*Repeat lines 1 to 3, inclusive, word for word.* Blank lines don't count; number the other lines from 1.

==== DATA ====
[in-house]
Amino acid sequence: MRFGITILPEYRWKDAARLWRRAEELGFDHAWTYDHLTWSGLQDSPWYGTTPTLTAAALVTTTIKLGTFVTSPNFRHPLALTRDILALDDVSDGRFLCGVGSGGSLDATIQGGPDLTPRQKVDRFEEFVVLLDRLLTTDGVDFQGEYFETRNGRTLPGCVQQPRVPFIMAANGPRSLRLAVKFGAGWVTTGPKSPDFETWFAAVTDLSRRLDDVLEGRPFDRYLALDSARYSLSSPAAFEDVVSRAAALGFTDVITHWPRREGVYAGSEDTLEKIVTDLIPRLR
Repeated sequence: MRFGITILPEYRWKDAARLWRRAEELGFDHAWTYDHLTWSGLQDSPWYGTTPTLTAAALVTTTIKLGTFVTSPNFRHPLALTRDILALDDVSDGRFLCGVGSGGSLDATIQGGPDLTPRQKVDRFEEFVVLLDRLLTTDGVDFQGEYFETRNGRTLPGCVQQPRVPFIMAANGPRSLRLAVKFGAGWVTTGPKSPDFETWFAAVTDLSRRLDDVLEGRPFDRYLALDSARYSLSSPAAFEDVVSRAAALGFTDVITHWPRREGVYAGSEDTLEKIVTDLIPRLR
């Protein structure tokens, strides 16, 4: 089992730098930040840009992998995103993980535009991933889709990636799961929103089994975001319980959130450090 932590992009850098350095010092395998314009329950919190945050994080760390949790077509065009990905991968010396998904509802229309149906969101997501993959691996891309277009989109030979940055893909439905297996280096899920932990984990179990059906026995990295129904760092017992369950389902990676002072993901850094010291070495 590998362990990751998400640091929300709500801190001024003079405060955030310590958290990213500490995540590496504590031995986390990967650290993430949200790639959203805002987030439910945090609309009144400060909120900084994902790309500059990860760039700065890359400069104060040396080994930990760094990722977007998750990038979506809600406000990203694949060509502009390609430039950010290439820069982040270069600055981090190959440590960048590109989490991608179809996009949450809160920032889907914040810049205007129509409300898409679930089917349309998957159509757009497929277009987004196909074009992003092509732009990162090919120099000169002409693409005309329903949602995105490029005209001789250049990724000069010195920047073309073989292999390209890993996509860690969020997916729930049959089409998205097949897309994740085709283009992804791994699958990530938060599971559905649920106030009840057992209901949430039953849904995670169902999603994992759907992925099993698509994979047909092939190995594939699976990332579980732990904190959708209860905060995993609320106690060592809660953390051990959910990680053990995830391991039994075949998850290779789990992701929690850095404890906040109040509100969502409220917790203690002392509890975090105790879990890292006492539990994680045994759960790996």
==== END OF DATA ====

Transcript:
[in-house]
Amino acid sequence: MRFGITILPEYRWKDAARLWRRAEELGFDHAWTYDHLTWSGLQDSPWYGTTPTLTAAALVTTTIKLGTFVTSPNFRHPLALTRDILALDDVSDGRFLCGVGSGGSLDATIQGGPDLTPRQKVDRFEEFVVLLDRLLTTDGVDFQGEYFETRNGRTLPGCVQQPRVPFIMAANGPRSLRLAVKFGAGWVTTGPKSPDFETWFAAVTDLSRRLDDVLEGRPFDRYLALDSARYSLSSPAAFEDVVSRAAALGFTDVITHWPRREGVYAGSEDTLEKIVTDLIPRLR
Repeated sequence: MRFGITILPEYRWKDAARLWRRAEELGFDHAWTYDHLTWSGLQDSPWYGTTPTLTAAALVTTTIKLGTFVTSPNFRHPLALTRDILALDDVSDGRFLCGVGSGGSLDATIQGGPDLTPRQKVDRFEEFVVLLDRLLTTDGVDFQGEYFETRNGRTLPGCVQQPRVPFIMAANGPRSLRLAVKFGAGWVTTGPKSPDFETWFAAVTDLSRRLDDVLEGRPFDRYLALDSARYSLSSPAAFEDVVSRAAALGFTDVITHWPRREGVYAGSEDTLEKIVTDLIPRLR